Following that logic through to the next step of what creating that focus would look like reveals a conflict: The nature of the mission I’ve set for myself draws me to products in areas that are new to me, which means there’s also a need to invest in building expertise in those areas. Again not a surprise, but the time and focus required to develop that expertise competes with time spent growing my sales and marketing skills.

So I have a prioritisation problem. Solving it is going to require changing the type of product I’m trying to build in the short term: I need to build a product that uses my existing expertise and strengths as much as possible, so that I can put the majority of my energy into growing the core business skills where my confidence is currently lacking. Trying to deliver meaningful improvements to a big problem in an area I don’t have past experience in while also learning how to sell and market a product is biting off more than I chew right away.

Changing the goal posts

With those lessons in hand I’m making three changes to my 2023 Goals:

  1. Reducing the product development goal from “several ideas” to two. The first was co2mon.nz. The second will be drawn from my existing expertise - not one of the previously stated ideas that require me to develop expertise in a new area.
  2. Moving the consulting and product development goals to be alternatives - I expect I can achieve at most one of them this year.
  3. Reducing the publishing target for this site from “at least once a week” to “once a month”. I thought I’d have more to say this year, but the words are coming very slowly to me.

Reducing scope and ambition is humbling, but that’s reality. I hope it turns out to be a case of slow down and lay the foundations in order to then move faster.

The good news is that I don’t feel the need to make any changes to the vision, mission and strategy I’m following - I think they’re still the right destination and overall path for me even though the first six months has proven bumpy. I just need to be a bit more realistic on the short-term goals that will feed into them.

The next few months

I’m choosing to prioritise the product development goal.

I’m aiming to complete the market research/problem definition phase for a product opportunity I’ve identified in the SRE/DevOps space (where my previous experience is) and make a decision on whether to start development by mid August. In making that decision I plan to gather the answers to my questions, and then diligently evaluate whether the opportunity is worth committing to or not. I will write more about this process in coming weeks.

If I decide to proceed that gives me 2-3 months to get an MVP in the hands of customers and get concrete validation of whether the product has revenue and growth potential before the end of the year. Tight, but if things go well, and I don’t take any further consulting work, there’s a reasonable chance I can complete the revised goal successfully.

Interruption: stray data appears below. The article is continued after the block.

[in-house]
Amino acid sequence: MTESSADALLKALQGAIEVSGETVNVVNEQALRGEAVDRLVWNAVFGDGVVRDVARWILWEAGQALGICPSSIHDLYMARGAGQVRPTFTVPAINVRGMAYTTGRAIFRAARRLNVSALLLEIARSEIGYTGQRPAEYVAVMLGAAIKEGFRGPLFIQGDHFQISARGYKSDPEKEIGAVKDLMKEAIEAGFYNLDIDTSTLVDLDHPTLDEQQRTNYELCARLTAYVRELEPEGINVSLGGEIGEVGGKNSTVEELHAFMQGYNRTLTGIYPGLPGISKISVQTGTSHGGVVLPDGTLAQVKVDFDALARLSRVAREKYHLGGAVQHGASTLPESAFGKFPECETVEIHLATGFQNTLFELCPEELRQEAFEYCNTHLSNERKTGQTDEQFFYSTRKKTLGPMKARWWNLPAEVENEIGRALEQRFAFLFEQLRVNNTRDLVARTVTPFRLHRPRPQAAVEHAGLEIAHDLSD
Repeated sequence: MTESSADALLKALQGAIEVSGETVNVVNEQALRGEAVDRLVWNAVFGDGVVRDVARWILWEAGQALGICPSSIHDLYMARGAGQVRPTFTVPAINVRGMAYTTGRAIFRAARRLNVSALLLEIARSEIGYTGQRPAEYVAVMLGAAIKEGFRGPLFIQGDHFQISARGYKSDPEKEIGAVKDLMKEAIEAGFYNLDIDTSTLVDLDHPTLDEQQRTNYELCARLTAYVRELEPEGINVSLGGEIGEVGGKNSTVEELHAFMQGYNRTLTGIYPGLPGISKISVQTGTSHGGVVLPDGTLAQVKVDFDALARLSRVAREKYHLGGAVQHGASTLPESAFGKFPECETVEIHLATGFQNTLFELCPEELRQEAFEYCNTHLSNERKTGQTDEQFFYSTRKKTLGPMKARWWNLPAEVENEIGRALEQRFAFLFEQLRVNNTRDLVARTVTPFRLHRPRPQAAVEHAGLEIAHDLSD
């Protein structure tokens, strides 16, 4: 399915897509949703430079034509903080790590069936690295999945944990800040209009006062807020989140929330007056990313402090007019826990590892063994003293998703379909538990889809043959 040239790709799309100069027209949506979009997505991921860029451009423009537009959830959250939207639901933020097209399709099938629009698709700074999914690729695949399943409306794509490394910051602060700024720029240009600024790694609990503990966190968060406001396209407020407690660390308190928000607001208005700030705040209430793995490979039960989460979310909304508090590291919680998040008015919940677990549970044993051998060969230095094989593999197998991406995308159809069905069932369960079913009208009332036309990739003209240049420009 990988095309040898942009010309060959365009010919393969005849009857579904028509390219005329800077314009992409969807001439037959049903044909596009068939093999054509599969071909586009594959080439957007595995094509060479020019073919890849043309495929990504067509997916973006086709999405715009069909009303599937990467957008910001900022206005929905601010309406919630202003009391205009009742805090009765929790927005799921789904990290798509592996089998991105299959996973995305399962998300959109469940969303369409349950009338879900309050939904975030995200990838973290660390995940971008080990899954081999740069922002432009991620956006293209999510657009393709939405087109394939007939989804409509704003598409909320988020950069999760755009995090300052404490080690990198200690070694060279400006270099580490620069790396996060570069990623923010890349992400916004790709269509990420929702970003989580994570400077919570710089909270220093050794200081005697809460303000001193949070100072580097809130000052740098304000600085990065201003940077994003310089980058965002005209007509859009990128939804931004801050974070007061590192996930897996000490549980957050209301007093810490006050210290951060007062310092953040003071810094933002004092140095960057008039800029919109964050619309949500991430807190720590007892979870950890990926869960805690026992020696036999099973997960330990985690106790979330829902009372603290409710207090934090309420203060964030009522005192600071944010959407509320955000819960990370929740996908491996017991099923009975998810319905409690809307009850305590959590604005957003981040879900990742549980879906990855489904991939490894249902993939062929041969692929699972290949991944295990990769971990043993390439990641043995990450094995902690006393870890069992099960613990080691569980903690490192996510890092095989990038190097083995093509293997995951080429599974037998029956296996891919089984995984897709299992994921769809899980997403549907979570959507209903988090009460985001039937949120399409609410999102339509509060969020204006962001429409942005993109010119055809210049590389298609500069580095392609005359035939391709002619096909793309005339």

In the event that I decide the product opportunity I’m currently researching is not the right one to commit to, I will likely revert to focusing on my consulting goal in the remaining 2-3 months of the year rather than attempt a third product development iteration.

Thanks for reading this far! As always, I’d love your thoughts and feedback.

Appendix: Revised 2023 Goals

Putting all that together, the ultimate outcome of this review (including updated progress scoring) looks like:

  1. Execute a series of successful consulting engagements, building a reputation for myself and leaving happy customers willing to provide testimonials that support a pipeline of future opportunities.

    Score: 3/10 - I focused entirely on co2mon.nz during April, May and June to the detriment of my pipeline of consulting work. This score is unlikely to improve given the above plan unless I decide not to commit to developing the idea I’m currently investigating.

  2. Grow my product development skill set by taking two ideas (co2mon.nz, an SRE/DevOps focused product) to MVP stage with customer feedback received, and generate revenue and has growth potential from one of them.

    Score: 4/10 - I launched co2mon.nz and got feedback, I discovered it didn’t solve a problem relevant to customers and therefore did not generate substantial revenue or growth potential. Idea number two is in still in progress.

  3. Develop and maintain a broad professional network.

    1. To build a professional relationship with at least 30 new people this year.

      Score: 6/10 - This is going well. On track for a 10/10 score.

    2. To publish a piece of writing on this site once a month and for many of those to generate interesting conversations and feedback.

      Score: 6/10 - 4 out of 6 months have featured a post meeting this goal so far.

    3. To support the growth of my local technical community by volunteering my experience and knowledge with others.

      Score: 5/10 - I’ve given one talk and helped with SREcon23 APAC, but not as much other work in this area as I’d like.